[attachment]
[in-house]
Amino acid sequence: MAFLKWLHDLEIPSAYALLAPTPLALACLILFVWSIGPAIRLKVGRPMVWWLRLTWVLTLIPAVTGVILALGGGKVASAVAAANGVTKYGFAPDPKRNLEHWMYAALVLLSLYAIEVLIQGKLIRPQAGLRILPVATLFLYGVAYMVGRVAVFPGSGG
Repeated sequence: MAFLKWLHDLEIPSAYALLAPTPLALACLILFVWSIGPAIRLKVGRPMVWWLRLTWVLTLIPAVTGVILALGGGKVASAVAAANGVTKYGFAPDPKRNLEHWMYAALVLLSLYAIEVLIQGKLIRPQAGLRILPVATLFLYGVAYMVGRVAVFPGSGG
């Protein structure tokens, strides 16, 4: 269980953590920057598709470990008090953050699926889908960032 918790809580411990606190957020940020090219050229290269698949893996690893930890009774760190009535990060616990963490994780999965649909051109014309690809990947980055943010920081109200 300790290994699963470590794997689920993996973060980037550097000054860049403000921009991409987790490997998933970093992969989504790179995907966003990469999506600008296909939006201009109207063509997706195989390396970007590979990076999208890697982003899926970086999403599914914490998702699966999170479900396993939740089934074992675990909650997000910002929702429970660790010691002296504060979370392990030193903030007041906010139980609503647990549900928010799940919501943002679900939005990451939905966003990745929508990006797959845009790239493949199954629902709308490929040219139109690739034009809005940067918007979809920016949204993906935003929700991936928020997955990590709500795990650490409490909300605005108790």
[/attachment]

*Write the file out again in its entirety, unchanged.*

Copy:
[in-house]
Amino acid sequence: MAFLKWLHDLEIPSAYALLAPTPLALACLILFVWSIGPAIRLKVGRPMVWWLRLTWVLTLIPAVTGVILALGGGKVASAVAAANGVTKYGFAPDPKRNLEHWMYAALVLLSLYAIEVLIQGKLIRPQAGLRILPVATLFLYGVAYMVGRVAVFPGSGG
Repeated sequence: MAFLKWLHDLEIPSAYALLAPTPLALACLILFVWSIGPAIRLKVGRPMVWWLRLTWVLTLIPAVTGVILALGGGKVASAVAAANGVTKYGFAPDPKRNLEHWMYAALVLLSLYAIEVLIQGKLIRPQAGLRILPVATLFLYGVAYMVGRVAVFPGSGG
């Protein structure tokens, strides 16, 4: 269980953590920057598709470990008090953050699926889908960032 918790809580411990606190957020940020090219050229290269698949893996690893930890009774760190009535990060616990963490994780999965649909051109014309690809990947980055943010920081109200 300790290994699963470590794997689920993996973060980037550097000054860049403000921009991409987790490997998933970093992969989504790179995907966003990469999506600008296909939006201009109207063509997706195989390396970007590979990076999208890697982003899926970086999403599914914490998702699966999170479900396993939740089934074992675990909650997000910002929702429970660790010691002296504060979370392990030193903030007041906010139980609503647990549900928010799940919501943002679900939005990451939905966003990745929508990006797959845009790239493949199954629902709308490929040219139109690739034009809005940067918007979809920016949204993906935003929700991936928020997955990590709500795990650490409490909300605005108790």